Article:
Despite dealers in the AM100 paying a total of £196 million into the Government’s Apprenticeship Levy Fund in its first full year, some motor retailers are still struggling to adapt to the scheme and the number of starting apprentices has fallen.
Some dealers have complained that the sheer size of their workforce makes reclaiming their entire fund impractical, while others have complained about inflated fees and others have faced red tape or found that manufacturer schemes are not covered by the fund.
Under the scheme, any business with an annual payroll of more than £3m is required to pay 0.5% of its total wage bill – minus a £15,000 allowance – into a fund it can then draw on to fund approved training schemes.
Despite repeated calls from the motor retail industry for the scheme to be delayed, the Government introduced the levy in April 2017 in an attempt to meet a commitment to three million apprenticeships starting in England between 2015 and 2020.
Every one of the AM100 qualifies to pay the Levy by virtue of payrolls of above £3 million and a combined spend on staff of about £3.9 billion.
Nor do the difficulties seem to be restricted to motor retail, with Department for Education figures showing a 26.5% fall in the number of new apprentices. In the first quarter of the 2016/17 academic year, the DfE figures showed 155,600 apprenticeship new starters. This fell to 114,000 in the same period in 2017/18, which the DfE said was “likely to be associated with the introduction of the apprenticeship levy in April 2017”.
‘A fresh approach is needed’
Neil Carberry, the managing director of the Confederation of Business Industry (CBI), said the figures were “alarming” and proved that “the Apprenticeship Levy isn’t yet working for businesses, apprentices and the economy”.
He added: “A fresh approach is needed to make skills reforms work. The CBI will continue in its calls to government to evolve the Apprenticeship Levy into a flexible skills levy, so firms can fund training for their people whatever the form of high-quality course they do.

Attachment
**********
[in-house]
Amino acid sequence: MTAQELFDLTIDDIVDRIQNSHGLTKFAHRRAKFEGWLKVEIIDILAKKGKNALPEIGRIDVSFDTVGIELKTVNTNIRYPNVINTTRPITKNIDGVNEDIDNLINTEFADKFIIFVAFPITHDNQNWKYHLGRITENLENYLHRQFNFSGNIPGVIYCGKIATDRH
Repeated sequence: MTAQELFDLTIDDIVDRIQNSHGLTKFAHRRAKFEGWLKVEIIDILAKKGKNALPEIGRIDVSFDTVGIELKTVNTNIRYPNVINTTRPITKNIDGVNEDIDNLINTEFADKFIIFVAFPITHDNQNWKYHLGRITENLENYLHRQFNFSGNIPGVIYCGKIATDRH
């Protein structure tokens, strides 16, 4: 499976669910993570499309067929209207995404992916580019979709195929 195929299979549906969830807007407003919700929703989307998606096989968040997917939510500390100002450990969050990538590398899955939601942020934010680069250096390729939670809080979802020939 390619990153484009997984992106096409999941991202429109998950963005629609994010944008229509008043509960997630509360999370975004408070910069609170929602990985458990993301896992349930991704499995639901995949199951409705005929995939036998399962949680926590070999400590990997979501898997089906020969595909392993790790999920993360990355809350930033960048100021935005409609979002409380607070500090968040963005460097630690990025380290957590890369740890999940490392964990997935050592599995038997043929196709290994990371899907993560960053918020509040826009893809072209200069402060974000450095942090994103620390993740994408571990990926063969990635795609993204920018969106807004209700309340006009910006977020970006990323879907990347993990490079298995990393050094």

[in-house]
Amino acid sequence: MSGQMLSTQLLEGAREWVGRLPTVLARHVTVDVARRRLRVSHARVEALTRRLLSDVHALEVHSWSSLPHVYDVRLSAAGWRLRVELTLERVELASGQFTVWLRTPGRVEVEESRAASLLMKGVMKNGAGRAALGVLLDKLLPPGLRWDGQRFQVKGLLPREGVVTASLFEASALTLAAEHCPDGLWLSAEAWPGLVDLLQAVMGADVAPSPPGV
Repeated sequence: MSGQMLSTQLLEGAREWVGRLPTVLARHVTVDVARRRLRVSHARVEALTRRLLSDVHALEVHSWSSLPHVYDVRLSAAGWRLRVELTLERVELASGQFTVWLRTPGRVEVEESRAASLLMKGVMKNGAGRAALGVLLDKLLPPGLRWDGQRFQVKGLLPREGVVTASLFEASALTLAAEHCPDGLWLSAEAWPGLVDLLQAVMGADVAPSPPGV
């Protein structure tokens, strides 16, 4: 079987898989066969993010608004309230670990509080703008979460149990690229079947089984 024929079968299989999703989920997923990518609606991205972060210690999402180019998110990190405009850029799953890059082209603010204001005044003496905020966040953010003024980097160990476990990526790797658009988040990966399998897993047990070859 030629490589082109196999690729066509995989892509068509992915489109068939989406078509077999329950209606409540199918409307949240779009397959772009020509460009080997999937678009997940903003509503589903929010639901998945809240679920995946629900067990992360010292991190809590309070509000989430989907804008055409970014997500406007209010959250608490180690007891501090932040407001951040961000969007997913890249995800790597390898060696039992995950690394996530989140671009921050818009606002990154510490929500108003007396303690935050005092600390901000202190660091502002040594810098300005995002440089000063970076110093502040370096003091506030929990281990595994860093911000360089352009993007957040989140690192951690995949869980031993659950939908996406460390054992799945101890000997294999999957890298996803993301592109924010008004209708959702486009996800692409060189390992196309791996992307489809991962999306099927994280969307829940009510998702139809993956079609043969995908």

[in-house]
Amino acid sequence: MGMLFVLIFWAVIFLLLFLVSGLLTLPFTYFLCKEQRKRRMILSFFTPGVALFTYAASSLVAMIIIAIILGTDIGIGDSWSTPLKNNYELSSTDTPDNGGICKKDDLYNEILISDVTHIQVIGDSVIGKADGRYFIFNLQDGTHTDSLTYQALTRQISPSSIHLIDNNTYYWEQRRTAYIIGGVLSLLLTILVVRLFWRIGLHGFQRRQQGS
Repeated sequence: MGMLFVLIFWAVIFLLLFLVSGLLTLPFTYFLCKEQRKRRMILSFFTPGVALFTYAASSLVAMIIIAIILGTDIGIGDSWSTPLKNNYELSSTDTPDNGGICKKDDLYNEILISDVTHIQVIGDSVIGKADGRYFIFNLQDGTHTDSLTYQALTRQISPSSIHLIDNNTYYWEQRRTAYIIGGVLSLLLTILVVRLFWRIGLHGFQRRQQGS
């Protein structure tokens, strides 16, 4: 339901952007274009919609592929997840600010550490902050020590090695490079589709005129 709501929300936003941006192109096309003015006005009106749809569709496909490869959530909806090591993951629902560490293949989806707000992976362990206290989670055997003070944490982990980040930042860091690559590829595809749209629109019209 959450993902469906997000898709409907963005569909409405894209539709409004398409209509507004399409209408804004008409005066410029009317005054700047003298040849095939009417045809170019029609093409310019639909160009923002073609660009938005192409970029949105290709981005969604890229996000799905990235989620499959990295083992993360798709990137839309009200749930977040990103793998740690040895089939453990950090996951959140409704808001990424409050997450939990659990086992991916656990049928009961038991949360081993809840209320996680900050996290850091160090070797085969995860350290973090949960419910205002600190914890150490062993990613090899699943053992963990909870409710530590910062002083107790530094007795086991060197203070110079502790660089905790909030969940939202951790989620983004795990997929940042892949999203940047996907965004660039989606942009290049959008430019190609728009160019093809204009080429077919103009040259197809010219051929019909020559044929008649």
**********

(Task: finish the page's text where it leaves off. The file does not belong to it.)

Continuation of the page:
“Policy-makers must collaborate more closely with businesses and learning providers to design a stable national framework for skills.”
The Institute for the Motor Industry (IMI) said the slump could be attributed to “a combination of confusion amongst employers about the new processes, reluctance by smaller employers to take on what they see as an increased administrative burden and simple inertia in the transition from the old apprentice frameworks to the new standards”.
Figures show an overall drop of 26.5% in apprenticeship starts across all sectors since the introduction of the levy, but Steve Nash, the chief executive of the IMI, said automotive apprenticeship starts had declined 15% during the period.
Nash said: “Perhaps this reflects the fact that apprenticeships are a long-established entry into automotive, with many excellent employers offering first-class schemes.”
However, even a 15% decline will be unwelcome at a time when the automotive sector is already trying to address a skills shortage.
Gavin White, the managing director of technician recruitment company Autotech Recruit, said failing to resolve problems with the Apprenticeship Levy would exacerbate a problem already worsened by the EU referendum result.
“With Brexit likely to impact the stream of migrant workers the industry has relied upon in previous years, motor industry bosses should be doing more to safeguard their current workforce and offer training provisions to retain their current workforce,” he said.
“Getting the education framework right is essential to attract a younger generation and guarantee the UK automotive economy thrives.”
‘Very little support for employers’
Stoneacre Motor Group runs its own training academy and is classed as an apprenticeships “employer provider”, recruiting and training between 100 and 150 apprentices a year.
Shaun Foweather, the group’s managing director, said the academy had allowed Stoneacre to bring “a high proportion” of its levy payments back into the business to fund apprentice training, but the scale of its wage bill and its investment in training that goes beyond the approved frameworks make it impossible to reclaim the full amount it has paid in.